Beltway bids to get another look

Corrections
<b>CORRECTIONS:</b> This article in Wednesday’s Review-Journal mischaracterized the votes needed to approve a road-widening contract. Under state law, at least four Clark County commissioners must vote in favor of an action to ratify it, even if two commissioners on the seven-member board don’t participate.

A federal judge Tuesday ordered Clark County commissioners to reconsider bids yet again for a road-widening job on the Las Vegas Beltway, and two commissioners accused of pro-union bias will not participate.

U.S. District Court Judge Robert Jones overturned the commission's decision in July to award a road improvement contract to Las Vegas Paving, which bid $4.6 million higher than Fisher Sand and Gravel.

Jones ruled that the board must re-examine the bids and that Fisher should be allowed to address allegations made at a previous commission meeting. This is the second time the courts have ordered commissioners to revisit the disputed contract.

Commissioners Tom Collins and Steve Sisolak won't participate. Sisolak said he agreed to step aside to move the project forward.

"I want to get this out on the street, get the construction started and get people working," Sisolak said.

Fisher bid $112.2 million and Las Vegas Paving bid $116.8 million on a contract to widen the Las Vegas Beltway between Decatur Boulevard and Tenaya Way.

The wrangling began in April, when commissioners chose Las Vegas Paving, saying at least two of Fisher's subcontractors weren't properly licensed.

A judge later ruled that Las Vegas Paving missed a deadline for protesting Fisher's bid and ordered commissioners to reconsider the bid award.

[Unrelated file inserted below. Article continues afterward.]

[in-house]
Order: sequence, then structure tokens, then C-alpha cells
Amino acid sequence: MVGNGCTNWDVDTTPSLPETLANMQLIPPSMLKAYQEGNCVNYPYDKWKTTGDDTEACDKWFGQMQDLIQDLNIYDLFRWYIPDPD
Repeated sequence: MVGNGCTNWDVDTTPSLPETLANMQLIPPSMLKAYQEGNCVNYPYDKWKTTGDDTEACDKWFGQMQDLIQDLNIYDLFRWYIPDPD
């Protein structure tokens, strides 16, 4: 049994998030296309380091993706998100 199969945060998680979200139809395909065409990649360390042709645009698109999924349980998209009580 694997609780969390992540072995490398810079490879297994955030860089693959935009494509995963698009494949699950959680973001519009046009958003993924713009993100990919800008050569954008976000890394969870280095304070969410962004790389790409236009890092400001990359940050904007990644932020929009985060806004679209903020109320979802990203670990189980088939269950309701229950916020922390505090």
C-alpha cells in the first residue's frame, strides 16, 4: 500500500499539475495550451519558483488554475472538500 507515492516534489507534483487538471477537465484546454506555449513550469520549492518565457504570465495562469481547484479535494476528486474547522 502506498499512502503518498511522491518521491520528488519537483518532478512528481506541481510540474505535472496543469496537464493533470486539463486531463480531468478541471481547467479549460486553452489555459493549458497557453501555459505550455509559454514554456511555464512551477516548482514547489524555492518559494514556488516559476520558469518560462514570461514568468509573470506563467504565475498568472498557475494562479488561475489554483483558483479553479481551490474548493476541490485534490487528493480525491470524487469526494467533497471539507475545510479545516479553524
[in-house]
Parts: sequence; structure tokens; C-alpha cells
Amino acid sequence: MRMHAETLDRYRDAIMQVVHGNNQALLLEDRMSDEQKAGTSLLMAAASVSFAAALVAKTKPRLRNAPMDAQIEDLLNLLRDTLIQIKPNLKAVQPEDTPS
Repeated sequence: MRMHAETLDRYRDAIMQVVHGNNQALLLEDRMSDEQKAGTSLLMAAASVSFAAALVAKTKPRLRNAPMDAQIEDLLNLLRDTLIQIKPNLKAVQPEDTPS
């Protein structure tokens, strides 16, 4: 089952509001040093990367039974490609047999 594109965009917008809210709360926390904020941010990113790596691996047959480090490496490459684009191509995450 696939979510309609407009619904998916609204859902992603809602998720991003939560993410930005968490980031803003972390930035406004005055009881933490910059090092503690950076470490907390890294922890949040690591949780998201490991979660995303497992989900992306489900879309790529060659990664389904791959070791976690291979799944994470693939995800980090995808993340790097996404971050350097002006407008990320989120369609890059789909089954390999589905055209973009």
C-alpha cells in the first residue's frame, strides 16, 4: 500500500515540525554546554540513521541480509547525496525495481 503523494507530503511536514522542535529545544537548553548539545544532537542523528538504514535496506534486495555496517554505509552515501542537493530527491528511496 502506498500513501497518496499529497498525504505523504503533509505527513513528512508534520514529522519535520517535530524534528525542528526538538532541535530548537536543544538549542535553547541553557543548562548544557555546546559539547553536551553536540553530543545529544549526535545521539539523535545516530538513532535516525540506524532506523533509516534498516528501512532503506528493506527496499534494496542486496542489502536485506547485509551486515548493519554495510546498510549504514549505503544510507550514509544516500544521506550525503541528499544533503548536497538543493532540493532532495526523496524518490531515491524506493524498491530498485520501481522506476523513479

At a July 21 meeting, Sisolak read a history of Fisher's violations, including pollution, job safety, tax fraud and a sexual harassment charge against a company supervisor.

Commissioners rebuffed Fisher again, saying the company's record showed it was not a responsible contractor. Fisher sued Las Vegas Paving and the county, arguing that it was deprived of property -- in this case, a lucrative contract -- without due process of law.

Due process was denied because Fisher wasn't warned about the allegations that were raised impromptu, the company's representatives say.

Fisher's attorney argued vehemently that Sisolak and Collins had a strong union bias and, in turn, searched for reasons to reject Fisher because it's a nonunion contractor.

"We had a victory in court today, a major victory," attorney Stanley Parry said. "I think it's a total vindication of what happened to us at the last hearing."

The significance of sidelining Collins and Sisolak is uncertain. Fisher must win over three commissioners to obtain a majority; so far, only two have backed the contractor.

Collins said he'll obey Jones' order, even though he thinks it's questionable because Jones and Parry are active together in the same church.

"They are biased against the county and it's unfair," Collins said. "It's much greater than any perceived bias of the County Commission."

Collins has said the county gives out more work to nonunion contractors than to union shops.

Attorneys representing Las Vegas Paving did not return calls seeking comment.

Sisolak said that at no time did the judge find that he and Collins were biased. He said the judge ruled that Fisher wasn't given a chance to respond to a list of allegations aired at a meeting.

Sisolak said the list included a former company executive who was convicted in connection with a child pornography charge. Sisolak said that he found the item too repugnant to discuss at the time, but that it influenced his decision.

Parry said a local union fed commissioners the information about the child pornography case as a smear tactic. It's irrelevant because it involved someone who hasn't worked for Fisher in five years, Parry said.

Collins argued that it was one more black mark.

"It just piles up," he said.

Contact reporter Scott Wyland at swyland@reviewjournal.com or 702-455-4519.

 

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